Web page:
Co-creating an Industry Standard for Sharing Agricultural Data Globally


2.5 billion smallholder farmers globally make daily decisions to protect their livelihoods and feed their communities. These farmers receive a staggering amount of information each day from government extension agents, private agribusinesses, and NGOs. With little coordination between these actors, farmers are given information and services that they didn’t demand and can’t use and are forced to make decisions about who they can trust. As climate change increasingly threatens production, and as supply chains are disrupted by crises like COVID-19, the divide between what is needed and what is offered continues to grow.

We have been working towards developing agri-tech solutions to boost the incomes of small-scale farmers. Building on more than ten years of experience with 2 million farmers across South Asia and Sub-Saharan Africa, we’re now leading the development of FarmStack, an agricultural data-sharing platform to enable organizations and individuals to transfer data through peer-to-peer connectors governed by usage policies that codify data sovereignty and control.

On August 20th,  we were invited along with Hewlett Packard Enterprise & Microsoft to participate in a World Bank led webinar series on ‘Co-creating an industry standard for sharing agricultural data globally. The discussions focused on farmers and the organizations that serve them don’t have an easy and secure way to exchange data which leads to fragmentation and silos; and

  • We need to co-create a public infrastructure that automates the discovery, transfer, and transformation of agricultural data to address this challenge.

There will be two parts of the session; in the first part Rikin Gandhi, co-founder of Digital Green, will present the motivation & architecture of FarmStack with practical use cases. The second part will be a conversation with Lin Nease from Hewlett Packard Enterprises & Ranveer Chandra from Microsoft, on ways to co-create public infrastructure to automate the discovery, transfer, and transformation of agricultural data.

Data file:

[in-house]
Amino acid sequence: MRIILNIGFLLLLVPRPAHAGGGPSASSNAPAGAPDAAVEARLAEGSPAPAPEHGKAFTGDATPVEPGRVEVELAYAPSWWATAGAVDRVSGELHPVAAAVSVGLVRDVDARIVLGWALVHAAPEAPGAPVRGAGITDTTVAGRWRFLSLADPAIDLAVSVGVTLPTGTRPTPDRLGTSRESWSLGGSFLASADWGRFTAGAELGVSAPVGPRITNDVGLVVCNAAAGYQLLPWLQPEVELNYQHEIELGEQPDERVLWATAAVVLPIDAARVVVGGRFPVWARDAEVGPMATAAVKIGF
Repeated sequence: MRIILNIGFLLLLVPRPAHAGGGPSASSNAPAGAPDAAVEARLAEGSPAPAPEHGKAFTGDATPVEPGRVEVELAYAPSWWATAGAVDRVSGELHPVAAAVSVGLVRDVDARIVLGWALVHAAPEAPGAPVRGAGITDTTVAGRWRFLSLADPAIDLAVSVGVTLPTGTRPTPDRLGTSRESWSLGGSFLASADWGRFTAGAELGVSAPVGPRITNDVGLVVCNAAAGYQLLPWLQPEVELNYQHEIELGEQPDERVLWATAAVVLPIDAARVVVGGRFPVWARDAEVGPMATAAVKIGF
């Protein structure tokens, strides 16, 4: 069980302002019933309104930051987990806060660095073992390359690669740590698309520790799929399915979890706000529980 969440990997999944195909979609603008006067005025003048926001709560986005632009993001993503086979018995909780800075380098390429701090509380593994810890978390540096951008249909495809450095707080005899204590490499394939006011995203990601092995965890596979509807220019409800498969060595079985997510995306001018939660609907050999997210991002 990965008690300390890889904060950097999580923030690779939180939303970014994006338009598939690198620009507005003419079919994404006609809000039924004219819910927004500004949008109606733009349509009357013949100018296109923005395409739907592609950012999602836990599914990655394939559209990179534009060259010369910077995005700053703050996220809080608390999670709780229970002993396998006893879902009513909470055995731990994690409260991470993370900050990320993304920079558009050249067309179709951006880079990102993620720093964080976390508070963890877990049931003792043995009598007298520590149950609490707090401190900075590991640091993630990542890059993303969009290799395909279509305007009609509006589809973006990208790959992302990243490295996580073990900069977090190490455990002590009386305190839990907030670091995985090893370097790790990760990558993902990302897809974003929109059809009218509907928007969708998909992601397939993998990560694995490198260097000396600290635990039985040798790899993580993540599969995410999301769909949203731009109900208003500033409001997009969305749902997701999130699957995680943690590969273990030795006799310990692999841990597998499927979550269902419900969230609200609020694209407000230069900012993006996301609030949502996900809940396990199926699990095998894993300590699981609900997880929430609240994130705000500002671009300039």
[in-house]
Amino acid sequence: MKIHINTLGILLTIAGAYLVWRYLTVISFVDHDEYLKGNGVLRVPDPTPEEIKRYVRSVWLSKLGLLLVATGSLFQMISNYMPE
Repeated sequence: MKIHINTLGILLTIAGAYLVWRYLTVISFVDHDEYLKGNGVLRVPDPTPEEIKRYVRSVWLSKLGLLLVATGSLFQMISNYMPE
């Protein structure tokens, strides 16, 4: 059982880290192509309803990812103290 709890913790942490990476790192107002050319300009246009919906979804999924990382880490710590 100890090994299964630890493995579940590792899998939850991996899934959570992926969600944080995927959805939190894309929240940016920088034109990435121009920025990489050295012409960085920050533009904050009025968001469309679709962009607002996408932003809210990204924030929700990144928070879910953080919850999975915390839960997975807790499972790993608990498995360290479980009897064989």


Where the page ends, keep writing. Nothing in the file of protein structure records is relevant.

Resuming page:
Rikin Gandhi from Digital Green shared the journey of why DG first decided to develop FarmStack, an agricultural data-sharing platform that enables data transfer through peer to peer connectors governed by usage policies that codify data sovereignty and control. He shared the vision for a decentralized architecture & how this effort fits alongside others (e.g., via CGIAR big data, GEMS, World Bank, HPE, GovLab, etc). With an example of a chili farmer in India, he shared how FarmStack can power multiple use cases (You can find his presentation here & a video link to an example use case here)

Rikin was then joined by Lin Nease from HPE, and Ranveer Chandra from Microsoft in a discussion on how each organization is trying to address challenges ranging from data discovery, privacy, security, and balancing incentives. Lin shared how they are supporting automated data discovery by developing data pipelines to enable easier exchange of data, data flow tracking, and data that is easier to find; & Ranveer shared Microsoft’s pioneering work with FarmBeats to make data more usable through visualizations & analytics, as well as more secure through Microsoft Azure’s Confidential Compute service for hardware-level encryption. They discussed the wide variation in availability and quality of data between the Global South and North.

Stewart Collis from the Bill & Melinda Gates Foundation highlighted the efforts of Gates Foundation & USAID to support the development of a supportive data ecosystem as a key enabling factor and encouraged all actors to consider how their actions and policies contribute to data governance norms and the emerging ecosystem. Laura Ralston from World Bank urged the group to look at data regulations & its implications, and find champions who can drive this effort forward.

Finally, Parmesh Shah from World Bank guided us through audience questions on implications of government policies (e.g., GDPR), the role of blockchain technology while continuing to highlight the importance of involving national and local governments in owning and sustaining such data-sharing platforms.

In case you missed it, you can watch the recording right here! We look forward to hearing your ideas and learning from your experience at

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